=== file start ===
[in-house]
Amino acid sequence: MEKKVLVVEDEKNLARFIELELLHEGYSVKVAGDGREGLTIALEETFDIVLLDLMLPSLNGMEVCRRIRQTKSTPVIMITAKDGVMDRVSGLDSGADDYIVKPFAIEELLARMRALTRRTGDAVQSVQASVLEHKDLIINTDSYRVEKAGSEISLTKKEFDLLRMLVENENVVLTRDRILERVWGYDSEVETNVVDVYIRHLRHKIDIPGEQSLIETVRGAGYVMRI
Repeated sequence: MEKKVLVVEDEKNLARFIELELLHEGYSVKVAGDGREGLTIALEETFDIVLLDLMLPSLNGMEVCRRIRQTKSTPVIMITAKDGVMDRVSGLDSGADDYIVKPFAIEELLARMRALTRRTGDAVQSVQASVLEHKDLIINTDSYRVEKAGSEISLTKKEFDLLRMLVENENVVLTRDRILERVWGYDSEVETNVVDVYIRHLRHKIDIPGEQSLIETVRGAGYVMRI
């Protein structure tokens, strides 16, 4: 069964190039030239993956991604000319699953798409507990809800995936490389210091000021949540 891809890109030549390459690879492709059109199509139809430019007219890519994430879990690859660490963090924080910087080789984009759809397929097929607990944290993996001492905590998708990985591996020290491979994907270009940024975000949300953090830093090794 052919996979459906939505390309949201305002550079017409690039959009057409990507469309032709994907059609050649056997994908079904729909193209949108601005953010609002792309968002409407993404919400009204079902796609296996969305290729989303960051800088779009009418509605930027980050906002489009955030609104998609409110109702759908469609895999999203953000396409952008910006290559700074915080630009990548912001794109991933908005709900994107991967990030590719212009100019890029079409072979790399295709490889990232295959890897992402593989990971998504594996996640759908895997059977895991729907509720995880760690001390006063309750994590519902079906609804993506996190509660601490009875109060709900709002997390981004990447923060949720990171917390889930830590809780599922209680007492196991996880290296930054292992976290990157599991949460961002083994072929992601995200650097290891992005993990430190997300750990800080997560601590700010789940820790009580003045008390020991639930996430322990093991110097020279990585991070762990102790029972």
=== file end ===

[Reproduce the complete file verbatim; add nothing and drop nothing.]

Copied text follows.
[in-house]
Amino acid sequence: MEKKVLVVEDEKNLARFIELELLHEGYSVKVAGDGREGLTIALEETFDIVLLDLMLPSLNGMEVCRRIRQTKSTPVIMITAKDGVMDRVSGLDSGADDYIVKPFAIEELLARMRALTRRTGDAVQSVQASVLEHKDLIINTDSYRVEKAGSEISLTKKEFDLLRMLVENENVVLTRDRILERVWGYDSEVETNVVDVYIRHLRHKIDIPGEQSLIETVRGAGYVMRI
Repeated sequence: MEKKVLVVEDEKNLARFIELELLHEGYSVKVAGDGREGLTIALEETFDIVLLDLMLPSLNGMEVCRRIRQTKSTPVIMITAKDGVMDRVSGLDSGADDYIVKPFAIEELLARMRALTRRTGDAVQSVQASVLEHKDLIINTDSYRVEKAGSEISLTKKEFDLLRMLVENENVVLTRDRILERVWGYDSEVETNVVDVYIRHLRHKIDIPGEQSLIETVRGAGYVMRI
């Protein structure tokens, strides 16, 4: 069964190039030239993956991604000319699953798409507990809800995936490389210091000021949540 891809890109030549390459690879492709059109199509139809430019007219890519994430879990690859660490963090924080910087080789984009759809397929097929607990944290993996001492905590998708990985591996020290491979994907270009940024975000949300953090830093090794 052919996979459906939505390309949201305002550079017409690039959009057409990507469309032709994907059609050649056997994908079904729909193209949108601005953010609002792309968002409407993404919400009204079902796609296996969305290729989303960051800088779009009418509605930027980050906002489009955030609104998609409110109702759908469609895999999203953000396409952008910006290559700074915080630009990548912001794109991933908005709900994107991967990030590719212009100019890029079409072979790399295709490889990232295959890897992402593989990971998504594996996640759908895997059977895991729907509720995880760690001390006063309750994590519902079906609804993506996190509660601490009875109060709900709002997390981004990447923060949720990171917390889930830590809780599922209680007492196991996880290296930054292992976290990157599991949460961002083994072929992601995200650097290891992005993990430190997300750990800080997560601590700010789940820790009580003045008390020991639930996430322990093991110097020279990585991070762990102790029972």